We expect that keeping its options open is likely the primary reason that Entergy structured its payments over time, well into the shutdown period, and beyond
the anticipated conclusion of its heated litigation over relicensing and
once-through-cooling with the State of New York.

In any case our advice to the Public Service Board over the years has proven to
be sound and in some instances prescient- In 2002, we advised the Board that
approving the sale of VY to Entergy would likely lead to preemption roadblocks
to state regulation; and in 2012 we warned in sworn testimony that Entergy had
not provided a business plan that could show how VY was to be restored to profitability during the proposed period of extended operation, hence their application was
simply not a viable proposition. In August 2013, Entergy proved us correct.

Now, we must focus on restoring safety margins through interactions with the
US Nuclear Regulatory Commission during this most dangerous period of
operation in Vermont Yankee’s history. Vermont Yankee is being pushed at 120%
of its original licensed thermal capacity and well beyond the design life of many
of its most critical components, components which cannot reason that they should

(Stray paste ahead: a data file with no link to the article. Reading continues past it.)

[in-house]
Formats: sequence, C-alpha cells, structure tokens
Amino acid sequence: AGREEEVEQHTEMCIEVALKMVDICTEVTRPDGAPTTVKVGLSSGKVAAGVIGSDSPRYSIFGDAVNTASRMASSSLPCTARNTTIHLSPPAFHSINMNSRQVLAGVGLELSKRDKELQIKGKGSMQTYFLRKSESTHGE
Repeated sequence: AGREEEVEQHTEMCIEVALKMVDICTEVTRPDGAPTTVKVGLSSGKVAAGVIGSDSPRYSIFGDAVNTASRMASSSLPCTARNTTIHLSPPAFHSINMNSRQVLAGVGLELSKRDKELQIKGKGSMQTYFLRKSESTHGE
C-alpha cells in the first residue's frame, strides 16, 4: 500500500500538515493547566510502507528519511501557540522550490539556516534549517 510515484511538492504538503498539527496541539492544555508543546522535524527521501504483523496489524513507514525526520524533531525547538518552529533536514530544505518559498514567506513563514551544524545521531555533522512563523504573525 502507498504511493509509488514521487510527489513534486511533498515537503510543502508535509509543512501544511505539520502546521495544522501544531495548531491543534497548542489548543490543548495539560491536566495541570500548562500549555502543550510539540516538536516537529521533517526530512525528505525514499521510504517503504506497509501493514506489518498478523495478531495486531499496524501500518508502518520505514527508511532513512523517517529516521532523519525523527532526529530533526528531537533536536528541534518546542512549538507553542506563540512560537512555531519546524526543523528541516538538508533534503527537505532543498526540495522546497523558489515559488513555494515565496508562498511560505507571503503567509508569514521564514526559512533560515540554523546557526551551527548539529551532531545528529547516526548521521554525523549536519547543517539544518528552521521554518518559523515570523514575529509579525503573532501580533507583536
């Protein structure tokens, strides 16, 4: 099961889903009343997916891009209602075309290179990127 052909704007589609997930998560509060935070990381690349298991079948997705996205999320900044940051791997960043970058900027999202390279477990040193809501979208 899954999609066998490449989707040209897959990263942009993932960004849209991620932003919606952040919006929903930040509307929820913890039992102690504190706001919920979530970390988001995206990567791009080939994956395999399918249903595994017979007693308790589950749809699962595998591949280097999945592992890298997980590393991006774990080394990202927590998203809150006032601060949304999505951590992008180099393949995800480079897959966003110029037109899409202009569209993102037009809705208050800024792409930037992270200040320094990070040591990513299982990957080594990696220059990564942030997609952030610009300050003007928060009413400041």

not fail now because they have only seven or eight months to hang on. Coupled
with thrift driven maintenance, avoidance of Fukushima-related safety upgrades,
and a dumbed-down and demoralized workforce, VY presents the most frightening spectacle that I have seen in my thirty-five years of nuclear safety advocacy.

On the federal level, in 2012 NEC joined an ad hoc coalition of 24 federal
intervenor groups litigating at NRC over standards for less dangerous nuclear
waste fuel storage. We were granted a suspension of all licensing and license
renewal proceedings until issues raised in a new “Waste Confidence” rule -making
are resolved. Also on May 1, we received word that the NRC has agreed to take-up
a rulemaking proceeding based on our recent filing of new and emergent